Neuromuscular Electrical Stimulation

What is Neuromuscular Electrical Stimulation?

Neuromuscular Electrical Stimulation (NMES) uses electrical stimulation to cause contraction of muscle.  Electrical impulses are applied through electrodes that are attached to the skin over the target muscle.  Repeated impulses increase muscle strength and patient awareness of the muscle.


Who can benefit from NMES?

NMES helps increase muscle strength when the patient is unable or unwilling to use the muscle normally.

This is particularly useful in dogs with spinal injuries that can not walk, and in dogs with post surgical orthopedic conditions that are not using the affected leg.


How often should it be done?

NMES is usually used early in the recovery process.  It is typically repeated two or three times a week in the first few weeks after injury, but can be applied multiple times daily in hospitalized patients.  Treatment is discontinued when the patient begins actively using the muscle.


Are there any side effects?

Involuntary muscle movement can be scary, especially for nervous dogs.  Most dogs tolerate treatment well, but it can be painful at higher intensity settings, so the level is gradually increased until muscle movement is observed.  NMES should not be used in dogs with an implanted pacemaker.


What is Prolotherapy?

The word Prolotherapy is a contraction of Proliferation Therapy.  It involves the injection of an irritant into tissue to stimulate the body’s inflammatory response.  This response is useful in weakened or damaged tissue because the inflammatory response results in the creation of new fibrous scar tissue that strengthens and stabilizes the affected area.  The irritant solution usually contains both hyperosmolar dextrose (sugar) and lidocaine (local anesthetic).


Who can benefit from Prolotherapy?

Prolotherapy is helpful for acute ligament injury as well as chronic musculoskeletal weakness and pain.  This includes traumatic patellar luxation and cruciate ligament injury, arthritis/degenerative joint disease, tendons and cartilage injury.

It is used most commonly in middle aged to geriatric dogs, especially those for whom anesthesia and surgery are considered high risk.


How often should it be done?

Prolotherapy treatment sessions are usually performed at two to six week intervals over several months.  The total number of treatments required depends on the condition being treated.


Are there any side effects?

Mild to moderate pain during and immediately after the injection is the most common side effect.  This means that some dogs may require mild sedation for the procedure.


Laser Therapy

What is Laser Therapy?

Low Level Laser Therapy (LLLT) uses laser light to alter cellular function.  A focused beam of laser light is directed into an area of damaged or painful tissue to stimulate the body’s response, relieve pain, and increase healing.

Laser light penetrates deeply into the body, where it transfers energy into the tissue.  Specific wavelengths of light have been shown to dilate blood vessels, increasing oxygen delivery, and also to increase the rate of absorption and use of oxygen by the cells.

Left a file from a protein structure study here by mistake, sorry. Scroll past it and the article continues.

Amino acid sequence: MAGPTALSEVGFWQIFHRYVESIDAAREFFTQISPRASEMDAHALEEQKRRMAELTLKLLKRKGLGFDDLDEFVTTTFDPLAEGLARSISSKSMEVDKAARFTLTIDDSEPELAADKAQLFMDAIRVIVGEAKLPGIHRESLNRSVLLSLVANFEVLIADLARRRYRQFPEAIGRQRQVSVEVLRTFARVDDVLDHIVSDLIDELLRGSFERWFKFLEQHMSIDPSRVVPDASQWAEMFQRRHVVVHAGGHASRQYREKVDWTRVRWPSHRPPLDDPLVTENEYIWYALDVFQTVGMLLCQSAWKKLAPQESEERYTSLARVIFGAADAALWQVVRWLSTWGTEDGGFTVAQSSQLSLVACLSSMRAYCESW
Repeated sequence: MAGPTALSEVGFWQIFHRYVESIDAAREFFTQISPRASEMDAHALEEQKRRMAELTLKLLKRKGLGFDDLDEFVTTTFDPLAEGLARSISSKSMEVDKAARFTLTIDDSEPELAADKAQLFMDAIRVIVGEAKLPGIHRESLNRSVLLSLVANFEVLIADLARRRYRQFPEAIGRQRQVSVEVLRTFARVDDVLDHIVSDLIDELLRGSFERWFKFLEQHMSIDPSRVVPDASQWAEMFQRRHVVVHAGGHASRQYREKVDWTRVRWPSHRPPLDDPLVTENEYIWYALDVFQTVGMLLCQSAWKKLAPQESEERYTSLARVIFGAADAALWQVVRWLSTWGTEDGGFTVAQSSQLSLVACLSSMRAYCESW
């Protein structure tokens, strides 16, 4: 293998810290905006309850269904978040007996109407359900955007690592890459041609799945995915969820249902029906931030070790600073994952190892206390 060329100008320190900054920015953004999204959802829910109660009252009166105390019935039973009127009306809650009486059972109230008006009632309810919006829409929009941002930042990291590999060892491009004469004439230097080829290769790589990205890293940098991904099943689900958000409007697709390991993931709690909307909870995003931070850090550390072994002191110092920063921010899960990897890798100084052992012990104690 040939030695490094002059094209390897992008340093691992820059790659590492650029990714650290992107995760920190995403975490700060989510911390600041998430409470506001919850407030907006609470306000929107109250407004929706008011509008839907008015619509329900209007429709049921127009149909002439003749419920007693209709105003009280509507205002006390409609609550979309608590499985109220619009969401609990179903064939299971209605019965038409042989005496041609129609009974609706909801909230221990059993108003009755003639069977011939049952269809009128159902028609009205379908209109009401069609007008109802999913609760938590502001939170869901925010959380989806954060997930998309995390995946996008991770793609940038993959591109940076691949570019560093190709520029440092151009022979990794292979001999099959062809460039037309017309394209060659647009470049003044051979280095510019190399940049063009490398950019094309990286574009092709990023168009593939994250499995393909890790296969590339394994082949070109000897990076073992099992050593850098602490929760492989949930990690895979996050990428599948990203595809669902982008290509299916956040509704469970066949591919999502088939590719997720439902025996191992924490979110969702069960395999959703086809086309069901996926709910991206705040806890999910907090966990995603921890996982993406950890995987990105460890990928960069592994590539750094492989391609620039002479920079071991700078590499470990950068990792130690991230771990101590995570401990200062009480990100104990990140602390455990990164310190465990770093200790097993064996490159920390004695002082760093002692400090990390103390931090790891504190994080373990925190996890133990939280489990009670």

Who can benefit from Laser Therapy?

LLLT has been shown to help with a variety of conditions.  At PetPT we use this modality primarily for pain management.  Both acute and chronic pain respond well to laser therapy, and commonly treated conditions include muscle pain, disc (spinal) pain, arthritis, nerve injury, and postoperative pain management.


How often should it be done?

A typical course of treatment requires 4-6 visits, but frequency of treatment depends on the condition being treated and how long the condition has been present.  There is usually noticeable improvement after the first session, but the effects are cumulative and the frequency of treatment can be decreased as the condition improves.  Chronic conditions can benefit from periodic maintenance treatments.


Are there any side effects?

Laser therapy is very safe when performed by a trained therapist.  Class IV lasers feel warm at certain wavelengths, and the sensation can (rarely) be unpleasant for dogs with hyperesthesia or allodynia (altered nerve function).


Dry Needling

What is Dry Needling?

Dry needling is a manual pain management technique where sterile acupuncture needles are inserted directly into myofascial (muscular) trigger points to relieve pain. Trigger points are composed of  tightly contracted knots within the muscle that cause pain within the body.  Trigger points are located by palpating the muscle, then needles are inserted into the center of each trigger point. Research studies have shown that inserting such needles into trigger points causes biochemical changes within the body, which relax the contracted muscle and help reduce pain.


Who can benefit from Dry Needling?

Trigger points occur in dogs with either acute or chronic muscle overload.  Dogs with orthopedic or neurologic injuries that change their posture, as well as canine athletes training for competition, can develop muscle pain that is relieved by dry needling.


How often should it be done?

Frequency of treatment depends on the condition being treated and how long the condition has been present.  Typically there is a noticeable improvement by the second treatment, and two treatments may be enough for some patients. Others, with more chronic conditions, will benefit from continued weekly treatments.  As the condition improves, the frequency of treatment can be decreased.


Are there any side effects?

There is often some muscle soreness, and occasionally bruising at the needle insertion site.  The soreness is mild, and usually resolves within 24 hours.  Canine athletes should not undergo dry needling immediately  before competition.